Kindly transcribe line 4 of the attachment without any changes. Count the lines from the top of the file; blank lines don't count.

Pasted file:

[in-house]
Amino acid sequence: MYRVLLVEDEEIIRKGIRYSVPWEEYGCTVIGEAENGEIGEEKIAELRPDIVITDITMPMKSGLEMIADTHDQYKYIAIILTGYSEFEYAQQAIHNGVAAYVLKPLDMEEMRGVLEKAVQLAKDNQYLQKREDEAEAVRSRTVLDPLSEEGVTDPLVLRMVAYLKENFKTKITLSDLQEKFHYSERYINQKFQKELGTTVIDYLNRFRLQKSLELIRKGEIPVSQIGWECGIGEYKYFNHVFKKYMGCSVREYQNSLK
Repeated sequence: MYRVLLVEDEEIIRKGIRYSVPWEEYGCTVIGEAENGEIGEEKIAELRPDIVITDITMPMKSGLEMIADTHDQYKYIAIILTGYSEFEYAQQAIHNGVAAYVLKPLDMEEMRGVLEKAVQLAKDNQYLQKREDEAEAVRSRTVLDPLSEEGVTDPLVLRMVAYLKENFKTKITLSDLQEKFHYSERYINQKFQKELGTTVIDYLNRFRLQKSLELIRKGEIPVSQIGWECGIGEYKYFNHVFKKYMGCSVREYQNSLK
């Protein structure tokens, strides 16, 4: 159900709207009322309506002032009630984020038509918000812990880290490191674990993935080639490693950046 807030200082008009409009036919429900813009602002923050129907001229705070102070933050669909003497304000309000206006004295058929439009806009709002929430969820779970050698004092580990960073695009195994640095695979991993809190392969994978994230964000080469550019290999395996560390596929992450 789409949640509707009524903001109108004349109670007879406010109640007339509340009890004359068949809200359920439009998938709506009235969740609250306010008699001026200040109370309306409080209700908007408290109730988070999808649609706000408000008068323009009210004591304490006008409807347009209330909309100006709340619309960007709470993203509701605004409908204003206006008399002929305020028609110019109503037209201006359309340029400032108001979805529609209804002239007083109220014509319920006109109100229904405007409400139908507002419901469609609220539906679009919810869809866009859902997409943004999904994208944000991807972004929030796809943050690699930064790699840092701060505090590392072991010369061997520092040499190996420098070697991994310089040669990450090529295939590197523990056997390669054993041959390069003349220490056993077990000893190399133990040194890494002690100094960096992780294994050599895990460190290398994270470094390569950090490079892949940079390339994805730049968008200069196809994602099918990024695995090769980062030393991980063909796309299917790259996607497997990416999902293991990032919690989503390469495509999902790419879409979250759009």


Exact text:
């Protein structure tokens, strides 16, 4: 159900709207009322309506002032009630984020038509918000812990880290490191674990993935080639490693950046 807030200082008009409009036919429900813009602002923050129907001229705070102070933050669909003497304000309000206006004295058929439009806009709002929430969820779970050698004092580990960073695009195994640095695979991993809190392969994978994230964000080469550019290999395996560390596929992450 789409949640509707009524903001109108004349109670007879406010109640007339509340009890004359068949809200359920439009998938709506009235969740609250306010008699001026200040109370309306409080209700908007408290109730988070999808649609706000408000008068323009009210004591304490006008409807347009209330909309100006709340619309960007709470993203509701605004409908204003206006008399002929305020028609110019109503037209201006359309340029400032108001979805529609209804002239007083109220014509319920006109109100229904405007409400139908507002419901469609609220539906679009919810869809866009859902997409943004999904994208944000991807972004929030796809943050690699930064790699840092701060505090590392072991010369061997520092040499190996420098070697991994310089040669990450090529295939590197523990056997390669054993041959390069003349220490056993077990000893190399133990040194890494002690100094960096992780294994050599895990460190290398994270470094390569950090490079892949940079390339994805730049968008200069196809994602099918990024695995090769980062030393991980063909796309299917790259996607497997990416999902293991990032919690989503390469495509999902790419879409979250759009």